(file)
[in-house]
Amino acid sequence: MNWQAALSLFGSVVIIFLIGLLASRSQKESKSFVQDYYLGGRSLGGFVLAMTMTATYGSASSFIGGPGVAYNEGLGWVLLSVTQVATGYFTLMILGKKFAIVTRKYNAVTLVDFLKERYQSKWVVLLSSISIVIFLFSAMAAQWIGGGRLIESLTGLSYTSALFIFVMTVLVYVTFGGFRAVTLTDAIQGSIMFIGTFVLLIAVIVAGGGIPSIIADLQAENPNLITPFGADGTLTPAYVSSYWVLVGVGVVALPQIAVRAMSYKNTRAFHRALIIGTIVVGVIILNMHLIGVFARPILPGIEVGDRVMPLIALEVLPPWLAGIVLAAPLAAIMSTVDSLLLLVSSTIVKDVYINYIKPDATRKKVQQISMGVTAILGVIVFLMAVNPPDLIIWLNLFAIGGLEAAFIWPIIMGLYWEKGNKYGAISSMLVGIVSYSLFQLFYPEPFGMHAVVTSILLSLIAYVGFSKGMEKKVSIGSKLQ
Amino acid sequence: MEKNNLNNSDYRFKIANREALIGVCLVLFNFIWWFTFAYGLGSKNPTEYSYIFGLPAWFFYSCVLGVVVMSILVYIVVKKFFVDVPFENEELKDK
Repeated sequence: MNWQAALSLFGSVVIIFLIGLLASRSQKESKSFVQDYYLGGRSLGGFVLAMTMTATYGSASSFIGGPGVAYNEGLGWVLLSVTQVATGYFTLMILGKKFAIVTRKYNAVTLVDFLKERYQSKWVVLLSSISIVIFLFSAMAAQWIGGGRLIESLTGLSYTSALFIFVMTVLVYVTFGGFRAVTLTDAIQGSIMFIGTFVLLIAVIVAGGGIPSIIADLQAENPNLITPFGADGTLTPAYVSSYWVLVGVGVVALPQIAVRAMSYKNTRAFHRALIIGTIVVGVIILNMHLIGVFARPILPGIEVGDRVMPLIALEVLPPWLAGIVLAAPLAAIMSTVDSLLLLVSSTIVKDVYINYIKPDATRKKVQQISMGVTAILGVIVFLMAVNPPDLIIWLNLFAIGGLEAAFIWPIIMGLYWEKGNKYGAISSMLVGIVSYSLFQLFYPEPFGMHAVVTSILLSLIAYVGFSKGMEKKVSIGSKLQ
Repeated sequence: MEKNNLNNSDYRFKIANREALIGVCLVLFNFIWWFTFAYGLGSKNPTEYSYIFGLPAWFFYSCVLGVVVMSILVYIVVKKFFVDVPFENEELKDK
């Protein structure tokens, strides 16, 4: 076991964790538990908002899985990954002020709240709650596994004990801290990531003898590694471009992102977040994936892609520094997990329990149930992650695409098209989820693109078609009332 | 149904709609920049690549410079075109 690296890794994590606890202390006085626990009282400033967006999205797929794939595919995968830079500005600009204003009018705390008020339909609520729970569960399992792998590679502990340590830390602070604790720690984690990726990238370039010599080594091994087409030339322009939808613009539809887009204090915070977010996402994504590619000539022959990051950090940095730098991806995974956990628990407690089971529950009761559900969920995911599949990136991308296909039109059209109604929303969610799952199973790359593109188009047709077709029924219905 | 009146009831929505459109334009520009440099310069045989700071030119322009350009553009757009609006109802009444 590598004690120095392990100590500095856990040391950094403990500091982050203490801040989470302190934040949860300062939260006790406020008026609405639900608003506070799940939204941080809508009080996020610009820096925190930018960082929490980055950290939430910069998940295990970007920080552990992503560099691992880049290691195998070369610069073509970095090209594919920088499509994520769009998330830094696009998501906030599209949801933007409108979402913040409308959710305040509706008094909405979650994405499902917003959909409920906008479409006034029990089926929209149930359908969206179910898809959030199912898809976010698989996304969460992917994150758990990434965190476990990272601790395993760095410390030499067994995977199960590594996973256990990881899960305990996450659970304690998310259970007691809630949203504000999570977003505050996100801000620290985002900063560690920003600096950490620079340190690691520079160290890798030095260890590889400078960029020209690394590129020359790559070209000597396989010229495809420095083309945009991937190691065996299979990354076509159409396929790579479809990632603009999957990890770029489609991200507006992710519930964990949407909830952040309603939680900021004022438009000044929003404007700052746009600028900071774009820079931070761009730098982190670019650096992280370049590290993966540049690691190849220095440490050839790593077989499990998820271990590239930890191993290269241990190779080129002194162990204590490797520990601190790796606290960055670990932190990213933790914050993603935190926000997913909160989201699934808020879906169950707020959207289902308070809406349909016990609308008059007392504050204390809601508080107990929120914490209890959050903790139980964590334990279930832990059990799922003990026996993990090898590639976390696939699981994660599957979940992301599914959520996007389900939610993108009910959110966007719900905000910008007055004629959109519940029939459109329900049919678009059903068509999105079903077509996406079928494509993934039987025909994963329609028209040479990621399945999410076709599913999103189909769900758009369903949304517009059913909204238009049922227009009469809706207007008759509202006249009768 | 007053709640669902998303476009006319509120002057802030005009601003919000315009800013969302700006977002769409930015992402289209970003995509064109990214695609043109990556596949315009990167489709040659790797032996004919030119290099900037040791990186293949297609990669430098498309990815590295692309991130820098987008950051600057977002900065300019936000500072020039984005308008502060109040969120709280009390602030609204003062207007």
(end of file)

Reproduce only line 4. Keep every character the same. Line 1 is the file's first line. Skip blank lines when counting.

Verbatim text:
Repeated sequence: MNWQAALSLFGSVVIIFLIGLLASRSQKESKSFVQDYYLGGRSLGGFVLAMTMTATYGSASSFIGGPGVAYNEGLGWVLLSVTQVATGYFTLMILGKKFAIVTRKYNAVTLVDFLKERYQSKWVVLLSSISIVIFLFSAMAAQWIGGGRLIESLTGLSYTSALFIFVMTVLVYVTFGGFRAVTLTDAIQGSIMFIGTFVLLIAVIVAGGGIPSIIADLQAENPNLITPFGADGTLTPAYVSSYWVLVGVGVVALPQIAVRAMSYKNTRAFHRALIIGTIVVGVIILNMHLIGVFARPILPGIEVGDRVMPLIALEVLPPWLAGIVLAAPLAAIMSTVDSLLLLVSSTIVKDVYINYIKPDATRKKVQQISMGVTAILGVIVFLMAVNPPDLIIWLNLFAIGGLEAAFIWPIIMGLYWEKGNKYGAISSMLVGIVSYSLFQLFYPEPFGMHAVVTSILLSLIAYVGFSKGMEKKVSIGSKLQ